An Example of a Practical Approach to Holiday Pay

An Example of a Practical Approach to Holiday Pay

When the self-employed are found to be workers

And so are entitled to holiday pay

An employer whose business model uses “gig staff” (presumed to be self-employed often) has told a committee of MP’s that if a worker takes them to Tribunal and wins, gaining rights to paid holiday and to the Living Wage, the employer would not roll out the rights to anyone else. They would simply wait and give the holiday pay only to those who take them to Tribunal.

According to the Institute of Employment Rights today, parcel company Hermes told the BEIS Committee of MP’s that it would only give holidays to those who sued in Tribunal.  The reasoning being that very few would actually bother to sue, and so it would save the company a fortune in not paying holiday and minimum wage. The full press release from the IoER can be read at the following link:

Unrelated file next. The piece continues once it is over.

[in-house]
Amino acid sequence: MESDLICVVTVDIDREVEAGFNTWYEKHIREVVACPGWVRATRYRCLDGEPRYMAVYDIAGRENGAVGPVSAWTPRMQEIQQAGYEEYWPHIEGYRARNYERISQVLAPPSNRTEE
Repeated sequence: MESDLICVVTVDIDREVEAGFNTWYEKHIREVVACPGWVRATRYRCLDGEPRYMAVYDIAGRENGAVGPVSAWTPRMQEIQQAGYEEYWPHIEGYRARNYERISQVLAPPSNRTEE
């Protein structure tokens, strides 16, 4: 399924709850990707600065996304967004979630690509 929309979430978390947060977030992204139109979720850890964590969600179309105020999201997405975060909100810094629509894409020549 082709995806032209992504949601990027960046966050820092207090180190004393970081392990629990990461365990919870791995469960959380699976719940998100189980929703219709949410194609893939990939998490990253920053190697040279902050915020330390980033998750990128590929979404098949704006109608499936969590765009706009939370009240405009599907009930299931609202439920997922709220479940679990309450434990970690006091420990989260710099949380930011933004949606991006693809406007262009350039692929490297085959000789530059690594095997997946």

The maths is simple enough. If a courier company has 100 workers that are entitled to 5.6 weeks’ holiday that it is wrongly withholding holiday pay from, and each worker earns say £400 per week, that is £224,000 per year saved.  If the company then spent £20,000 per year fighting tribunals, it is still a substantial saving.

According to the IoER, when UBER lost its case on this subject last year, it sent an email to 50,000 staff stating that the judgement did not mean that they were automatically going to get holiday, and very few have pursued their right to do so.


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